Besides the need for an innovative cable-management design that would be both cost-effective and easily implemented in other sites, one of the most significant elements of the project was speed of installation. An aggressive project schedule permitted Lewan & Associates only five months to lay the cable, wire the closets, and complete the installation. At times, Lewan technicians worked in an unheated building, which was protected from the elements only by heavy plastic drapes.
"The J.D. Edwards installation presented some unique cabling challenges, in addition to the speed at which it was carried out," reports Lewan operations supervisor Mac McGinnis. "We installed more than 1.25 million feet of enhanced Category 5 cable throughout the facility, completing an average of one floor per week. That`s about twice as fast as a normal installation schedule!"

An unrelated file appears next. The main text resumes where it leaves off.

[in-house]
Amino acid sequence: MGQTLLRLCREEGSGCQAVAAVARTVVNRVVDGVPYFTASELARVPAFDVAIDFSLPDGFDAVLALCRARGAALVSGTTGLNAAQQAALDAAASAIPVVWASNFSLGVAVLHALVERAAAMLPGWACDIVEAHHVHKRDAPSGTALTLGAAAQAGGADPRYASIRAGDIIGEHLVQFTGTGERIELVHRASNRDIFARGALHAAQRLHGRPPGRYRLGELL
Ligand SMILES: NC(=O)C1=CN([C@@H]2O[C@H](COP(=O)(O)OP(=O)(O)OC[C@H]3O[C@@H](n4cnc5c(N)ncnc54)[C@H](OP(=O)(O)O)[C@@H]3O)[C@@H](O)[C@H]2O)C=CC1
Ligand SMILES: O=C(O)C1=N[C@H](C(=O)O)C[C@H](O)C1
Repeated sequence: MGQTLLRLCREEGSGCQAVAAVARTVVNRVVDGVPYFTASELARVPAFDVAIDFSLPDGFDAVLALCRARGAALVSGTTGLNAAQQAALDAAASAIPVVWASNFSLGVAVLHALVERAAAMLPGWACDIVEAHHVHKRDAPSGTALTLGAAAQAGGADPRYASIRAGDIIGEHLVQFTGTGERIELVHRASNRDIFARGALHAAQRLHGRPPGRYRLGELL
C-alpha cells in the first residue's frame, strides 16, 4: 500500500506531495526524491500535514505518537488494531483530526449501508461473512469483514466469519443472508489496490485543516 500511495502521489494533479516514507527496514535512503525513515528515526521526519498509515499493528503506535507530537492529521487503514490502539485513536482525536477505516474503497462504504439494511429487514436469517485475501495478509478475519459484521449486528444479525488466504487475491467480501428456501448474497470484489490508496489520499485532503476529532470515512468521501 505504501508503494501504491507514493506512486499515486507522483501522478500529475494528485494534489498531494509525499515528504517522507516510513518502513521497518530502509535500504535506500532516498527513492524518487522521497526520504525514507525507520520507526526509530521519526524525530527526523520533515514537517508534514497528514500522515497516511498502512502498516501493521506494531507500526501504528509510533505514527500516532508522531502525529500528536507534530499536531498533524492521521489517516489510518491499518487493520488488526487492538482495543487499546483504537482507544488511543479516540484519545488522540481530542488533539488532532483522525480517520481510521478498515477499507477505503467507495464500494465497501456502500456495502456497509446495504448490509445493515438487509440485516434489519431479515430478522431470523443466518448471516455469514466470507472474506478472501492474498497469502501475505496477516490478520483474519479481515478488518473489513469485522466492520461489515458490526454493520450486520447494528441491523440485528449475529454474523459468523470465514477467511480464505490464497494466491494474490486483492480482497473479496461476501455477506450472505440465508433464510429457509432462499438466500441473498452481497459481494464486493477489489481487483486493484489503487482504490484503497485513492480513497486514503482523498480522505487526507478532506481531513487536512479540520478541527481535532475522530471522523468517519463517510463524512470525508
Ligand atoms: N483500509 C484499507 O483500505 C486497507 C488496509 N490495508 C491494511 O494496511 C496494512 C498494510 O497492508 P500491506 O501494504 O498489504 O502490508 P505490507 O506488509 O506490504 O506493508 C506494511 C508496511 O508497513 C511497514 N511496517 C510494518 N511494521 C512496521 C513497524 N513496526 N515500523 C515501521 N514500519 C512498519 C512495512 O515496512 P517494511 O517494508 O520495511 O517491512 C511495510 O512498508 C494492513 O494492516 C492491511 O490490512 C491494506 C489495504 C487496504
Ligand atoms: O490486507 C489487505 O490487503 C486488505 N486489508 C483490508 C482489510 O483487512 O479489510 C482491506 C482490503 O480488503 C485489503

The use of cpi rack systems was important in getting this complex design and implementation project completed correctly and on time. "We have been using CPI rack systems and cable-management products for more than three years," explains Craig Cottrell, Lewan`s project manager for the installation. "Time was a critical factor in this project. cpi`s products and attention to detail made our job move more quickly and made it much easier."
"It`s the little things that make or break you in a major installation project like this," says Musial of J.D. Edwards. "Installation time is significantly reduced when parts fit together perfectly, when corners are smooth so installers don`t cut their hands, and when the cable runway allows a quarter-inch space so that fingers can fit easily between cable ties and cross sections."
Cookie-cutter cable management